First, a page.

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People change personas for different social media sites

A study found that majority of users subconsciously adapted themselves to the etiquette of each social networking site.

sex and relationships Updated: Apr 17, 2017 08:05 IST
PTI
Social media accounts
The research showed that women were less likely to wear corrective eyewear, like reading glasses, in their profile picture.(Shutterstock)

People adopt unique personas for different social networking sites such as Facbook or LinkedIn, say American researchers.

“Users tend to portray themselves differently in these different worlds,” said Dongwon Lee, associate professor at Pennsylvania State University in the US. Researchers theorised that these different personas stem from a desire to fit within the distinctive culture or etiquette of each site.

For instance, a photo of someone drinking a colourful drink may be popular on Instagram, but sharing the same image to LinkedIn would be frowned upon. “The users tend to portray themselves differently in these different worlds,” Lee explained.

The study found that users under the age of 25 were less likely to be smiling in their profile picture. (Shutterstock)

Researchers compiled information on over 100,000 social media users by utilising their ‘about.me’ information. Upon analysing the profile pictures and biography information provided by these users, the team found some surprising differences in how different demographics portray themselves.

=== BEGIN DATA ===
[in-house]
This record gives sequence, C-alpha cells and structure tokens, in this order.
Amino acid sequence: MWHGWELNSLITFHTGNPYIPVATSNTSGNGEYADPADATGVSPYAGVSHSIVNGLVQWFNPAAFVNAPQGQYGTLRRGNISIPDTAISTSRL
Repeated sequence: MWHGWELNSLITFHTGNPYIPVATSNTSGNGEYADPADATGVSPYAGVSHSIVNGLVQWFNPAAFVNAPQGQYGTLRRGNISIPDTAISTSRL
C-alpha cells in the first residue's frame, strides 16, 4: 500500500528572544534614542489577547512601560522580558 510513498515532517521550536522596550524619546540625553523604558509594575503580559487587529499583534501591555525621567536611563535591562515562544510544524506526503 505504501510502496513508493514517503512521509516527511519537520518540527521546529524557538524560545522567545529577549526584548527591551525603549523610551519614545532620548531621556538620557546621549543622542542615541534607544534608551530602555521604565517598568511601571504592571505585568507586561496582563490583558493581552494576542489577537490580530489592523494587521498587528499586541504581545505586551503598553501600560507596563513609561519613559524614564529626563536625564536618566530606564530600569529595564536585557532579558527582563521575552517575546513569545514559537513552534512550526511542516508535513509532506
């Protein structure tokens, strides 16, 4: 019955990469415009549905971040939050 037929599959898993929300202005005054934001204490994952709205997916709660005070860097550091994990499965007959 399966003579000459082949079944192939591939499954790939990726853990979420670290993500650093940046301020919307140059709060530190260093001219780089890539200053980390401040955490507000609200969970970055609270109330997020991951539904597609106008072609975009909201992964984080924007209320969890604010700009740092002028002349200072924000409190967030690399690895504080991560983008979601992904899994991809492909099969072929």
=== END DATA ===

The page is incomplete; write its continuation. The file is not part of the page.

For example, the research showed that women were less likely to wear corrective eyewear, like reading glasses, in their profile pictures and users under the age of 25 were less likely to be smiling in their profile picture.

“The use of ‘about me’ was the big breakthrough, as it allowed us to go from pairs of social networks, which we had been studying recently, to all the major social network platforms today: Facebook, Twitter, LinkedIn, and Instagram,” said Nisanth Sastry of Pennsylvania State University.

The researchers do not believe that users are explicitly modifying their profile, but rather subconsciously adapting the behaviour modelled to fit in.

“The data shows that subtly, despite our best efforts, we do still fit stereotypes of gender and age in the way we tailor our personas,” Sastry said.

“In the social media era, without realising it, people are leaving their marks. If we can tap into these digital footprints, then we can learn a lot about their behaviour,” Lee said.

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